The 5 Stages of Postpartum Depression Grief for the Mother I Expected to Be


Getting postpartum depression was sort of like a death for me. It was the death of the perfect and perfectly happy mother I thought I would be when my baby arrived. You’ve seen her countless times on Pinterest boards and in Instagram photos. You’ve heard about her from friends, strangers and celebrities who make motherhood look so easy and tell you it’s the most magical experience, where you feel nothing but overwhelming love, joy and the constant desire to spend every waking minute with your new baby.

You see her posting Facebook videos of herself, hair blown out, face fully made up, carrying her baby in that soft cotton sling every mom seems to own while she simultaneously purees her own baby food, designs the stickers she will use for those adorable monthly picture updates, and preps an organic meal filled with protein and vegetables for her and her husband to eat once she’s had her fill of breastfeeding, bonding and reading time with her little one.

I thought I would be her. I had planned to be her during my whole pregnancy. I thought every mom I knew and followed was like her. Then I became a mom and learned I was nothing like her (it took me a bit longer to realize no mom is like her because she doesn’t exist) and that fairy-tale version of motherhood I sold myself died with her.

Here are the five stages of grief I experienced as I slowly learned to accept my postpartum depression and let go of that perfect and perfectly happy mother I thought I would become.

1. Denial

There is nothing wrong with me. How could something be wrong with me? I have a healthy baby boy. I am healthy. My husband is wonderful and so hands-on. My family takes turns coming to visit and help. We have a baby nurse. My baby is so freaking cute. He is so loved. What could I possibly feel sad about? I’m sure it’s just hormones. Everyone says childbirth throws your hormones out of whack. There is nothing wrong with me. I’m just exhausted. I did just labor for 24 hours, push for two of them, and have a C-section. There is definitely nothing wrong with me. I’m just recovering from major surgery and the sleepless nights. All new moms feel this tired. I’m just overwhelmed because I’m now responsible for the life of another human. I never want to leave the house because it’s nerve-wracking. I don’t want to talk to my friends and meet other moms because I’m too tired. I just have to get used to my new normal. Yes, that’s it. There is definitely nothing wrong. I just need some more sleep and I will feel like myself again.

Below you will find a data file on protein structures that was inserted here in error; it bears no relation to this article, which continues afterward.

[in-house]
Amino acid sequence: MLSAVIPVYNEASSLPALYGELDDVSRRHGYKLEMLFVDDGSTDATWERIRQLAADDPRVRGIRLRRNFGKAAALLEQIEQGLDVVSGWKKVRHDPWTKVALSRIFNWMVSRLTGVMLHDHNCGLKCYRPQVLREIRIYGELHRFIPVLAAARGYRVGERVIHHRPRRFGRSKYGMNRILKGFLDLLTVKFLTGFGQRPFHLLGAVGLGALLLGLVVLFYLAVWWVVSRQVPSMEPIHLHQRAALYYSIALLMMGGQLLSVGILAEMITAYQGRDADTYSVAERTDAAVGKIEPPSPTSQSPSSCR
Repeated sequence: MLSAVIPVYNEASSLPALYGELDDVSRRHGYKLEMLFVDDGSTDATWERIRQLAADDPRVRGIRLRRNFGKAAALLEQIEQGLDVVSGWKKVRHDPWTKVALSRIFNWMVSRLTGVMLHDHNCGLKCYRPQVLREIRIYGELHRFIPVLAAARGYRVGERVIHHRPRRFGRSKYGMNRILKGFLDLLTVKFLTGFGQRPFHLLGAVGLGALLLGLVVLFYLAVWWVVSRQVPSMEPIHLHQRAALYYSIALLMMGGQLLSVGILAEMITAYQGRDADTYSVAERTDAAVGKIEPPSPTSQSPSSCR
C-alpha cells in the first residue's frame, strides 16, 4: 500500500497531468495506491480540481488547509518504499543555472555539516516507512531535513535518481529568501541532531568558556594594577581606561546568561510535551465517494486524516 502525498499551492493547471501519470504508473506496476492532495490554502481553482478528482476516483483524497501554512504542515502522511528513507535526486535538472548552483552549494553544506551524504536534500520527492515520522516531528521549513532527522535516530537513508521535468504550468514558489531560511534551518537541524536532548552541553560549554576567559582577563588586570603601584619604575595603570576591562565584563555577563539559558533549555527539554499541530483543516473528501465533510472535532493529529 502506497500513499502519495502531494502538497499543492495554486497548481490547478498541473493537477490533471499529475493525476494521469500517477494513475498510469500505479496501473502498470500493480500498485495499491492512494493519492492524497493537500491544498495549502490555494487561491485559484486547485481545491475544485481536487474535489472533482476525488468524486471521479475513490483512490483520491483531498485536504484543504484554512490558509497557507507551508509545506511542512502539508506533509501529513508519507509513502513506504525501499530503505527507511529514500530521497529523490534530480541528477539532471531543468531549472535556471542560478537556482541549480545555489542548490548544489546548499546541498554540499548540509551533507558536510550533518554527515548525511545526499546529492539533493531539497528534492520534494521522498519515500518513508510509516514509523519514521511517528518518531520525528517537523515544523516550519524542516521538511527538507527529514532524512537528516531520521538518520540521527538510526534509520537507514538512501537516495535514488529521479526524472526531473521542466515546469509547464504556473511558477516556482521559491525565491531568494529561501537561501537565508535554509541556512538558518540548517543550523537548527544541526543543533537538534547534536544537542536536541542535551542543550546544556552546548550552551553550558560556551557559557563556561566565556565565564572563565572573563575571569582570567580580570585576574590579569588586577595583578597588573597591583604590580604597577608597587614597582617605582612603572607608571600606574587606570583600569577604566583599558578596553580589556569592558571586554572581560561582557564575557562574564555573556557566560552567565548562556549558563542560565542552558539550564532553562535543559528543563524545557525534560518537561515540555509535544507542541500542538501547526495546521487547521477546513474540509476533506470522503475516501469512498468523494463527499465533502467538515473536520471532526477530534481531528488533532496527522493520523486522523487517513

2. Anger

WHAT IS WRONG WITH ME? I DON’T UNDERSTAND WHAT’S WRONG WITH ME. WHY DON’T I HAVE ANY INTEREST IN THAT ADORABLE BABY IN THE NEXT ROOM? WHY DO I SUCK AT BREASTFEEDING? WHY IS THIS SO EASY FOR EVERY OTHER MOM I KNOW? WHAT IS WRONG WITH ME? WHY IS EVERYONE ELSE SO GOOD AT MOTHERHOOD? WHY DOES EVERYONE ELSE LOVE BEING A MOM? WHY DIDN’T ANYONE TELL ME I COULD FEEL LIKE THIS? WHY DIDN’T ANYONE TELL ME ABOUT HOW HARD THIS WOULD BE? ALL THOSE MOMS ON INSTAGRAM AND FACEBOOK ARE LIARS. I HATE YOU PINTEREST FOR MAKING ME FEEL LIKE AN INCOMPETENT FAILURE. WHY DO I WANT TO PUNCH ANYONE WHO TELLS ME TO GO GET MY NAILS DONE AND SIGN UP FOR SOME MOMMY AND ME CLASSES?